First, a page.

We have a situation within a short time (in units of days or less, depending on the spreading rates of the disease), whereby we have 3800 (or more than 30%) of the community will be infected, and require hospitalization, and case fatalities will occur.

Case 2: Control external relations

Now let us pose a situation, where we will still allow the community to have external relations with the outside community, with one key condition, that the “large network” individuals are restricted to reduce their exposures to the norms of the others (i.e. the average), and everyone else also behaves more strict in terms of their relations (for example, only work-related contacts) and no extra-curricular contacts.

Case 2A: 50% reduction by “high contacts” people on their external relations.

We can see that a significant reduction is achieved from the original situation as represented in Case 1, where we have about 1972 people infected as opposed to above 3800; a reduction of 0.9269777%.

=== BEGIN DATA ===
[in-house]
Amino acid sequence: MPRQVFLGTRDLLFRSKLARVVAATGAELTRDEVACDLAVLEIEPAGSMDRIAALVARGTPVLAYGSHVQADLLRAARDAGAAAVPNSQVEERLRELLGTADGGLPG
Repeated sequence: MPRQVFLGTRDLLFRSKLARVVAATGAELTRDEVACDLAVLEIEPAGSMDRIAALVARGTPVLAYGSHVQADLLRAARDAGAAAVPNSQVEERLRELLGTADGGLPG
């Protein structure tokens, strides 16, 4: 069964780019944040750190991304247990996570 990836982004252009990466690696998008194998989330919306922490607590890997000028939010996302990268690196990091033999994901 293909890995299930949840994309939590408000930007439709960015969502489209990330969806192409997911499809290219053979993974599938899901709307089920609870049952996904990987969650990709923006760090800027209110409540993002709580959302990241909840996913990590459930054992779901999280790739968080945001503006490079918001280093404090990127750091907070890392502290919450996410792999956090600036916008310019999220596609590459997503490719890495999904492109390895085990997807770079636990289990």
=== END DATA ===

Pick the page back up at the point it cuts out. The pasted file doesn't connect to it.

Case 2B: 50% reduction by everyone on their external relations.

The impact of reducing everyone on their external relations does not gives much improvements, only a reduction of -0.1184622%. This shows that as far as external relations, the “highly connected” people are playing more important roles as compared to the rest of the people.

Case 2C: 100% reduction by everyone on their external relations.

Here we can see that once we “lockdown” the entire community, we will have a significant impact in reducing the disease spreading by half compared to the “normal” condition. Now we have 1308 infection as compared to 3800 in Case 1. The main reason why the numbers are still high is mainly due to “internal” community infections, instead of infections coming in from outside the community, by the people who are already infected prior to lockdown.8

Case 3: Control within community relations

Case 3A: 100% reduction in external relations, and 50% reduction in intra-community relations

Here we have a further reduction of cases to 840 infection, which means that a further restrictions within community helps to a degree.

Case 3B: Strong social distancing